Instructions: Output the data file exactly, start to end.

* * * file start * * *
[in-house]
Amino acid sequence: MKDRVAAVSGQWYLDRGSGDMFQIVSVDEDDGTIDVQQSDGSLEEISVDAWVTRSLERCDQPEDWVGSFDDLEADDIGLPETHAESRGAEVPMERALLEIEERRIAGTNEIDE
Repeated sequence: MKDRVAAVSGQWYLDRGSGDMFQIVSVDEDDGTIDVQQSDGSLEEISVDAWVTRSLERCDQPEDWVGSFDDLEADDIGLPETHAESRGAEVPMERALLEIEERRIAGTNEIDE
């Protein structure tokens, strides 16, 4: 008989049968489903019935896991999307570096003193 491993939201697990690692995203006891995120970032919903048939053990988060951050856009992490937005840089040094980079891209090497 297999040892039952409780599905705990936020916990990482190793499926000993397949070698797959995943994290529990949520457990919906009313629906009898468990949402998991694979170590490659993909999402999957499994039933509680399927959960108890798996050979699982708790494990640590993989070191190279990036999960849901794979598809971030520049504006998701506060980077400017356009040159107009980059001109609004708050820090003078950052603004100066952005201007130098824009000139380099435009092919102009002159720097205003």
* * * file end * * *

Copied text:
[in-house]
Amino acid sequence: MKDRVAAVSGQWYLDRGSGDMFQIVSVDEDDGTIDVQQSDGSLEEISVDAWVTRSLERCDQPEDWVGSFDDLEADDIGLPETHAESRGAEVPMERALLEIEERRIAGTNEIDE
Repeated sequence: MKDRVAAVSGQWYLDRGSGDMFQIVSVDEDDGTIDVQQSDGSLEEISVDAWVTRSLERCDQPEDWVGSFDDLEADDIGLPETHAESRGAEVPMERALLEIEERRIAGTNEIDE
């Protein structure tokens, strides 16, 4: 008989049968489903019935896991999307570096003193 491993939201697990690692995203006891995120970032919903048939053990988060951050856009992490937005840089040094980079891209090497 297999040892039952409780599905705990936020916990990482190793499926000993397949070698797959995943994290529990949520457990919906009313629906009898468990949402998991694979170590490659993909999402999957499994039933509680399927959960108890798996050979699982708790494990640590993989070191190279990036999960849901794979598809971030520049504006998701506060980077400017356009040159107009980059001109609004708050820090003078950052603004100066952005201007130098824009000139380099435009092919102009002159720097205003």